Welcome to the Genome Toolbox! I am glad you navigated to the blog and hope you find the contents useful and insightful for your genomic needs. If you find any of the entries particularly helpful, be sure to click the +1 button on the bottom of the post and share with your colleagues. Your input is encouraged, so if you have comments or are aware of more efficient tools not included in a post, I would love to hear from you. Enjoy your time browsing through the Toolbox.

Tuesday, March 15, 2016

R Function to Calculate Confidence Interval from Odds Ratio and P-value

Every once in a while I need a confidence interval from a published estimate that only reports the estimated odds ratio and respective p-value. With a little bit of algebra it is simple to build a function in R to calculate a confidence interval. Below is a short, easy example script.

Friday, January 29, 2016

Normal Distribution Functions in R

I always need to look up how to use the distributional functions in R. Rather than it always being a guessing game I made a quick primer with visual example plots of what each command means and the results each command actually returns.

The below examples assume a N(0,1). A link to the R manual is here.

dnorm-returns the height of the normal curve at a specified value along the x-axis
pnorm-the cumulative density function (CDF) that returns the area to the left of a specified value
qnorm-returns quantiles or "critical values"
rnorm-generates random numbers from the normal distribution
These are examples for the normal distribution, but as you could imagine R has commands for numerous other distributions such as the chi-square, beta, uniform, and poisson.

If you are curious, here are the commands I used to plot these figures:

Tuesday, May 12, 2015

Convert Protein Codon to Genome Coordinates

I needed a way to check if a few codons from different proteins were covered in a next-generation sequencing panel. This sounds relatively easy to do, but proves to be a bit difficult. Here are steps to do this.

(1) Use Biomart ID converter to find the Ensembl protein ID for your protein of interest.
(2) Use Ensembl GET map/translation/:id/:region to find the genomic coordinates of the codon of interest using the following script:

ENSP00000288602 is the Ensembl protein ID for your protein of interest (example: BRAF gene)
100..100 are the start and stop codons (example: just codon 100)

The result is a JSON formatted string like this:
{"mappings":[{"assembly_name":"GRCh38","end":140834815,"seq_region_name":"7","gap":0,"strand":-1,"coord_system":"chromosome","rank":0,"start":140834813}]}

This indicates that codon 100 of the BRAF gene (for this protein transcript) is located at chr7:140834813-140834815. Ensembl uses GRCh38. If you need other builds of the genome, use liftOver for converting.

I am sure there are probably more automated ways out there to do this, but this worked for the small subset of codons I needed to check in the design panel. If you have a better way to do this, please share in the comments section.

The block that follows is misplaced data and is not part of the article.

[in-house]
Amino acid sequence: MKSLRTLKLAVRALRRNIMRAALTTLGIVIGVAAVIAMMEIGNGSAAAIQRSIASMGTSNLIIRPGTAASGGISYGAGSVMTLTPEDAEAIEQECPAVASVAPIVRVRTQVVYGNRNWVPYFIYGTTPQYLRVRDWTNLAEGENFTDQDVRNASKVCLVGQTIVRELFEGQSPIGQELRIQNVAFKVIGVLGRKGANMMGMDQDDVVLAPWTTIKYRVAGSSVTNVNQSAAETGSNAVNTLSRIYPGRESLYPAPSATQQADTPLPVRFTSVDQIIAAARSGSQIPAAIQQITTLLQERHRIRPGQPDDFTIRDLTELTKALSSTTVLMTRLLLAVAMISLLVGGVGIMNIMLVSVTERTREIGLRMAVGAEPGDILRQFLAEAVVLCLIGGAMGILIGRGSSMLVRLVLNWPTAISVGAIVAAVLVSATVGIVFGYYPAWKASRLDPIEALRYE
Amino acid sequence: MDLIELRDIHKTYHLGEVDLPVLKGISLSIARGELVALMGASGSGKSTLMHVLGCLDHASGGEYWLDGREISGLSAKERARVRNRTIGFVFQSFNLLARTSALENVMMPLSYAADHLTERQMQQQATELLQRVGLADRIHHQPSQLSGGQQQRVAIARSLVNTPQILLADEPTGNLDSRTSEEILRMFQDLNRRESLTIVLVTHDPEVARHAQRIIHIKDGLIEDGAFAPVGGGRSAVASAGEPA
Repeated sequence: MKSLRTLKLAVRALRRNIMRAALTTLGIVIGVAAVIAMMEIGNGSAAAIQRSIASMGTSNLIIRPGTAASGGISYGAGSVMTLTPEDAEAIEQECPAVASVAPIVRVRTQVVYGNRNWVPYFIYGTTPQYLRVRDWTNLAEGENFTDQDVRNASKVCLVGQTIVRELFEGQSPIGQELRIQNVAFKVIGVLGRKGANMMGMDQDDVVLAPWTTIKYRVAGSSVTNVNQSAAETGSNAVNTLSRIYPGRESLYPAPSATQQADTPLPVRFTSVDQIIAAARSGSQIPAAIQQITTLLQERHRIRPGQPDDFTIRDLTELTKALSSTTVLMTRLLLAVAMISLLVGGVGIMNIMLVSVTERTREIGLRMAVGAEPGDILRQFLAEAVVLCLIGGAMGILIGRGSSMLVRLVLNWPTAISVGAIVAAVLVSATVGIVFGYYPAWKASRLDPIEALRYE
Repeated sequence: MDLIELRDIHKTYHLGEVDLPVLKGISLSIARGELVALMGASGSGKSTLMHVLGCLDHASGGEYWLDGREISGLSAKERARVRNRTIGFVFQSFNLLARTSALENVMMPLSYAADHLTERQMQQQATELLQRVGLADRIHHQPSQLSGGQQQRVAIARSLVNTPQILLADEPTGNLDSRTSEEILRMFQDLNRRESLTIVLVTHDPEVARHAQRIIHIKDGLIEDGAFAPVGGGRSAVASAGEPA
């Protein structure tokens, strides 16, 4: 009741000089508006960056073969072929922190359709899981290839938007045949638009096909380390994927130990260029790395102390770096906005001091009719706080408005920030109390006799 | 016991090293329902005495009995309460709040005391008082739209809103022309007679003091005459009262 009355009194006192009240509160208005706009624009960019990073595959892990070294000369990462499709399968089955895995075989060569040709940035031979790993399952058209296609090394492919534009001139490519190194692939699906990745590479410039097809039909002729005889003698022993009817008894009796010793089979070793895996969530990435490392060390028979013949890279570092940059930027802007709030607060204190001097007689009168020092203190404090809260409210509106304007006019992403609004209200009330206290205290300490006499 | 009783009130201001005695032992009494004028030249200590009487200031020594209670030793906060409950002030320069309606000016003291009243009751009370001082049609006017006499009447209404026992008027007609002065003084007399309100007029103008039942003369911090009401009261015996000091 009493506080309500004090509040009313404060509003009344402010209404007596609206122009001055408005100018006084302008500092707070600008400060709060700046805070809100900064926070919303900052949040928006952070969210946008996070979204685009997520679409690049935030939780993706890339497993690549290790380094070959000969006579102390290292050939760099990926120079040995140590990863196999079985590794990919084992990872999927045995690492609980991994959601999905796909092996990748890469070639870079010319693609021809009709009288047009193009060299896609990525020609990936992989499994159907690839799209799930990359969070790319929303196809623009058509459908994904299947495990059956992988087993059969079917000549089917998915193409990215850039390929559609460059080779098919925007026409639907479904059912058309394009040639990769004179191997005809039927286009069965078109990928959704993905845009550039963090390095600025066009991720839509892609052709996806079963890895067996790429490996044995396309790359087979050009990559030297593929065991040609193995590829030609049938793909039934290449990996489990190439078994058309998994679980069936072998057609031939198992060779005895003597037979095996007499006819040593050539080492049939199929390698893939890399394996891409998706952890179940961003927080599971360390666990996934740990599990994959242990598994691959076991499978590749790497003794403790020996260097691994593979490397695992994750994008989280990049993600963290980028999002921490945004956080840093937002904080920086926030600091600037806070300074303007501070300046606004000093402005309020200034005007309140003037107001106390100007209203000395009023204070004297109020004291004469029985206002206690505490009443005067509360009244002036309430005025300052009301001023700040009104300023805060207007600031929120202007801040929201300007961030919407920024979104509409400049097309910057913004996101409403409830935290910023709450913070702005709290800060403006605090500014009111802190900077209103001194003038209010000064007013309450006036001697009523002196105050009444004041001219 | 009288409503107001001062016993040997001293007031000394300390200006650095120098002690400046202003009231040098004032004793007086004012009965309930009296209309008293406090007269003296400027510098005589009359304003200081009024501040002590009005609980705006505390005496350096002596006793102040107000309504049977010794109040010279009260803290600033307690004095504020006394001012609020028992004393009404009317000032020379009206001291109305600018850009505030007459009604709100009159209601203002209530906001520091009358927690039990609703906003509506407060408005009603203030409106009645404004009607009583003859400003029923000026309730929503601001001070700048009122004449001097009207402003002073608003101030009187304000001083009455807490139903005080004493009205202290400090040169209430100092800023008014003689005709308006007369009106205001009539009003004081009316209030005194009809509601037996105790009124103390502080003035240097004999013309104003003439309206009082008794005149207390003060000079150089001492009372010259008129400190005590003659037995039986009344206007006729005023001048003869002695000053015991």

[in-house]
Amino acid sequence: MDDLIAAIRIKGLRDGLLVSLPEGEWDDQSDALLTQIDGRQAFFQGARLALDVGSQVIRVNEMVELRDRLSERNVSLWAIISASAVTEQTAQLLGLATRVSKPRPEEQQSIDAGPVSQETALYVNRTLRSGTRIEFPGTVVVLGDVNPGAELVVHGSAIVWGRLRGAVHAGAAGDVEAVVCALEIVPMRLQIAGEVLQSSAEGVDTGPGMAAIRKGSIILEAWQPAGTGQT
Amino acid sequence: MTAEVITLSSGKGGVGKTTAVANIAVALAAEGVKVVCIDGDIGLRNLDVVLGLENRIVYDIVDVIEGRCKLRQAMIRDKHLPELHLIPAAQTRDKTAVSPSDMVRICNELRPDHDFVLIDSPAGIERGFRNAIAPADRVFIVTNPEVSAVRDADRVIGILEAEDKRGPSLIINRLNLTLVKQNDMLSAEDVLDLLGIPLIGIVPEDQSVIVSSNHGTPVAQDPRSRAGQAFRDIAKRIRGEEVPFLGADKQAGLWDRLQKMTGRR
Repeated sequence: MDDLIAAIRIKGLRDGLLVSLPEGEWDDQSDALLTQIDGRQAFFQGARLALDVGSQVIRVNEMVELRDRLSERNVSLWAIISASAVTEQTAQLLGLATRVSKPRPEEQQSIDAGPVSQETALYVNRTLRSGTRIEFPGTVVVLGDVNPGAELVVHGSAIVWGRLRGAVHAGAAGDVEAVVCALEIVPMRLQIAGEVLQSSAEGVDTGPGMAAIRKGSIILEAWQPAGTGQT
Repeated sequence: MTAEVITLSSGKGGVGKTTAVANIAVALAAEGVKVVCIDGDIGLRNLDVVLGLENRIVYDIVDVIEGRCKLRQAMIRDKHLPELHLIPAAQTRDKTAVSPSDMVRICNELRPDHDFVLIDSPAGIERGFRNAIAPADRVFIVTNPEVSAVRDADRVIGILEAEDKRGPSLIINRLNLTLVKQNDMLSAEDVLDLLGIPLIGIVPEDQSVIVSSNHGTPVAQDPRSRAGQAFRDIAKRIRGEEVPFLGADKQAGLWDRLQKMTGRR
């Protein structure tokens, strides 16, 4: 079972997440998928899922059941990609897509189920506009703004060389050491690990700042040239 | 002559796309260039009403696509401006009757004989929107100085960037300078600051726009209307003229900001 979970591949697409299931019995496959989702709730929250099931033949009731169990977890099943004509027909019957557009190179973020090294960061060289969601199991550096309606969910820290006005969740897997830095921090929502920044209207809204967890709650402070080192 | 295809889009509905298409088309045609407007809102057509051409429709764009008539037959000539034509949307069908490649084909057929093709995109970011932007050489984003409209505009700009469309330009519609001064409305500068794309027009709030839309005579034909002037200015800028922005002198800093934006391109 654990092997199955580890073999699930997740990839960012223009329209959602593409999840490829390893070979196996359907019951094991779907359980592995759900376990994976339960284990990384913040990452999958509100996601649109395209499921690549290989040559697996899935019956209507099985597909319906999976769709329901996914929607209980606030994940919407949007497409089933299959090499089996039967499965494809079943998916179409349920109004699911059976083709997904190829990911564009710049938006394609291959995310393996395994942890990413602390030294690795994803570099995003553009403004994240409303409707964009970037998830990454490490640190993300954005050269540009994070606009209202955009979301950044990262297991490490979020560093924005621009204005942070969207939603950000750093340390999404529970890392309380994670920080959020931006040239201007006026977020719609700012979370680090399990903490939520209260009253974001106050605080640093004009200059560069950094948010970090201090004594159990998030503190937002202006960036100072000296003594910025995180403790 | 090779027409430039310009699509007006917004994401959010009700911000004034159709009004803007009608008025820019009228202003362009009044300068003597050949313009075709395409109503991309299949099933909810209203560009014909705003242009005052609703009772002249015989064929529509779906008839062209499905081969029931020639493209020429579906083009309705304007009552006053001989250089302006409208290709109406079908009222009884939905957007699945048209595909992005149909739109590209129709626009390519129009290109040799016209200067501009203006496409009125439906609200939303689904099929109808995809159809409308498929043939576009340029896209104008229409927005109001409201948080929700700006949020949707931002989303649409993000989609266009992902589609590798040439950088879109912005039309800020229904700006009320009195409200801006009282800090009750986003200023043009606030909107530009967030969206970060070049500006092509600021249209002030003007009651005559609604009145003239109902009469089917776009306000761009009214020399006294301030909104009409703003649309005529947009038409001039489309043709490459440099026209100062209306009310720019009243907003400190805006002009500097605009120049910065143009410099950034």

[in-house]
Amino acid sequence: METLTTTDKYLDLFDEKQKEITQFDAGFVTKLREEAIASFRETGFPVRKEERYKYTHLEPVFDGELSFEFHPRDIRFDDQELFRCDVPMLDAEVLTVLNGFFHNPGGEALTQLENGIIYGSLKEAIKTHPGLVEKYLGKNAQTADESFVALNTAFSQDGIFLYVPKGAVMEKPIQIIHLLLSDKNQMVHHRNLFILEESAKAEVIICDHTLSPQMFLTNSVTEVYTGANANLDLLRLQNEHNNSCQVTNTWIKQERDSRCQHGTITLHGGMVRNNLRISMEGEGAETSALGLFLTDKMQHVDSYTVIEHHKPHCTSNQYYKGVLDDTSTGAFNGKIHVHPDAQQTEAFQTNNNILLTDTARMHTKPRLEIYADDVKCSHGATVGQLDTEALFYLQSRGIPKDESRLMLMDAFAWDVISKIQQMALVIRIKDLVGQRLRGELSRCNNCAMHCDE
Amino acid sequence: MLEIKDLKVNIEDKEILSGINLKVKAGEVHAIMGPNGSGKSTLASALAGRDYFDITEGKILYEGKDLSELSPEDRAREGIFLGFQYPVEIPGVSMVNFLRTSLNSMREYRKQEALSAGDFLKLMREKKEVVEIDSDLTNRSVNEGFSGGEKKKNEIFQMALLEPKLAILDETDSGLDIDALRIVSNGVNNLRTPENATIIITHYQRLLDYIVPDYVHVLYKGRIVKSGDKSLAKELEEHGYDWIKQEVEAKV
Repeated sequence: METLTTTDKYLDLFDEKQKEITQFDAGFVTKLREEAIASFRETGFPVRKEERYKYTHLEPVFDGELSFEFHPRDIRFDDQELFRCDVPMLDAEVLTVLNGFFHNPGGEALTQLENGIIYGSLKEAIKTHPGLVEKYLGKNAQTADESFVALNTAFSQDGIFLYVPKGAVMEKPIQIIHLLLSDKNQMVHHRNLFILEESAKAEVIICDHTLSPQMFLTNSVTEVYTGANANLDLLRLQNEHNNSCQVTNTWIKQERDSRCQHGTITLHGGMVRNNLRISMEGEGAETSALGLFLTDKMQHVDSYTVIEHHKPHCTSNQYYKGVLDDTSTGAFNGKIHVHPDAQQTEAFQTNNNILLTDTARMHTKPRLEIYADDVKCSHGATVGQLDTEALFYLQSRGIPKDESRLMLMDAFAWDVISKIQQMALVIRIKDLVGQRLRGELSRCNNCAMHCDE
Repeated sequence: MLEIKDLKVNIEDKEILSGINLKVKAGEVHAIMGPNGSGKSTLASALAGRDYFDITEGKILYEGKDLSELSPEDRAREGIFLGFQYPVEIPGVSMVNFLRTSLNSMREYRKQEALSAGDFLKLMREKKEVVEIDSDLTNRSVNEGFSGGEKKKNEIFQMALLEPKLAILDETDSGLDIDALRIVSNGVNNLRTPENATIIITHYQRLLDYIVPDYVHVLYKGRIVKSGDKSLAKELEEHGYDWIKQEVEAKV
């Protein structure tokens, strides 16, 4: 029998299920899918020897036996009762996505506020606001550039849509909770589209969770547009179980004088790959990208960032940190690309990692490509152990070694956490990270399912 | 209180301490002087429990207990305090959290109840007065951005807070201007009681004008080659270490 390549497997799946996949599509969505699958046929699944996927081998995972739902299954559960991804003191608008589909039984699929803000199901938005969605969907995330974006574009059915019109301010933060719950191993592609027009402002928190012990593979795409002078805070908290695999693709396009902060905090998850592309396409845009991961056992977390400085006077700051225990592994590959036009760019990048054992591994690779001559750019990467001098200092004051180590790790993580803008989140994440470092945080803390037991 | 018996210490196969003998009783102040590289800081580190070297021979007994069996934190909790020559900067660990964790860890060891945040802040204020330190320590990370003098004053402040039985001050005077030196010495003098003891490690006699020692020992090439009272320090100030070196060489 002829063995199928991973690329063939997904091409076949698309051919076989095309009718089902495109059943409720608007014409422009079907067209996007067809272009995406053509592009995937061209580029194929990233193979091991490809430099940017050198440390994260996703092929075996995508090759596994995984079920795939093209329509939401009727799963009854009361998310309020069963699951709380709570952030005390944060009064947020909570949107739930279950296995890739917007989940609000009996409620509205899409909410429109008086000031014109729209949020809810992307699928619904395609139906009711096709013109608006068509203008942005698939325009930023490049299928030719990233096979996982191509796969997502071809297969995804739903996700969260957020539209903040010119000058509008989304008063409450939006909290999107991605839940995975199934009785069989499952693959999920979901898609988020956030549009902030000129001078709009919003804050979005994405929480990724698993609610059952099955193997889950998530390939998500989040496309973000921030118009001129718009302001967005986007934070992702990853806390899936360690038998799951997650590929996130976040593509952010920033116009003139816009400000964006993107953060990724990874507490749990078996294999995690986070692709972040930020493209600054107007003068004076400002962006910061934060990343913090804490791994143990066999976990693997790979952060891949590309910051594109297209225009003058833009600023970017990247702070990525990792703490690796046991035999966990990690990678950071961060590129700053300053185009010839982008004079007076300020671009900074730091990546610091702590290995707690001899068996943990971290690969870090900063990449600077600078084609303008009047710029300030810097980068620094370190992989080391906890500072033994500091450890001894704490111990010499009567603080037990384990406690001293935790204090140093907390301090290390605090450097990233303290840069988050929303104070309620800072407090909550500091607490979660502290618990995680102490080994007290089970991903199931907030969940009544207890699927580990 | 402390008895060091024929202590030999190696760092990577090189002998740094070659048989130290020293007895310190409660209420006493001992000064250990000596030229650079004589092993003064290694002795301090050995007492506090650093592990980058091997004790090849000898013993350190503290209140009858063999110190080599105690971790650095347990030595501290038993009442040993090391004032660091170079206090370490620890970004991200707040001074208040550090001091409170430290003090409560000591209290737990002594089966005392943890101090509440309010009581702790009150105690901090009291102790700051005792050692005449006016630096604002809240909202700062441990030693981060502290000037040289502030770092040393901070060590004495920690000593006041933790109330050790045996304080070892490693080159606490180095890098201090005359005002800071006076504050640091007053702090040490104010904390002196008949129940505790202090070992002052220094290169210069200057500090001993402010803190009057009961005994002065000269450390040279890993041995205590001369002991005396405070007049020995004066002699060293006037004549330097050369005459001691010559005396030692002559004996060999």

Thursday, May 7, 2015

Break Age Variable into Age Groups in R

I recently found the cut function in R as a useful resource to divide a variable into groups. This is really handy for dividing age into age groups, but can also be used for a variety of other variable types.

Friday, November 21, 2014

Convert 2 by 2 Contingency Table to Data Frame in R

Contingency tables are useful short hand ways of inputting and visualizing data. I have yet to find an easy way to convert between contingency tables and data frames in R. Below is a short script in which I input a contingency table, create a function to convert the 2 by 2 table to a data frame, and convert the data frame back to a table. These operations are useful for running some statistical operations that either only work on tables or only work on data frames. Hope the below example is useful.

Tuesday, November 4, 2014

Fix Origin of R Plot Axes at Zero

Standard R plots does not set the origin of the x and y axis at zero. To reset this parameter so that the origin of the plot is fixed at 0,0 simply use the xaxs and yaxs parameters. Here is a description from the R graphical parameters help page.

The style of axis interval calculation to be used for the x-axis. Possible values are "r", "i", "e", "s", "d". The styles are generally controlled by the range of data or xlim, if given.
Style "r" (regular) first extends the data range by 4 percent at each end and then finds an axis with pretty labels that fits within the extended range.
Style "i" (internal) just finds an axis with pretty labels that fits within the original data range.
Style "s" (standard) finds an axis with pretty labels within which the original data range fits.
Style "e" (extended) is like style "s", except that it is also ensures that there is room for plotting symbols within the bounding box.
Style "d" (direct) specifies that the current axis should be used on subsequent plots.
(Only "r" and "i" styles have been implemented in R.)

Finally, here is a brief example code snippet to demonstrate how the syntax works.

R Syntax for a Simple For Loop

For loops in R are useful tidbits of code to keep track of a counter, iterate through a variable, or do a complex operation on a subset of variables.  Below is an example R script showing the code and syntax needed to do some simple tasks with R for loops.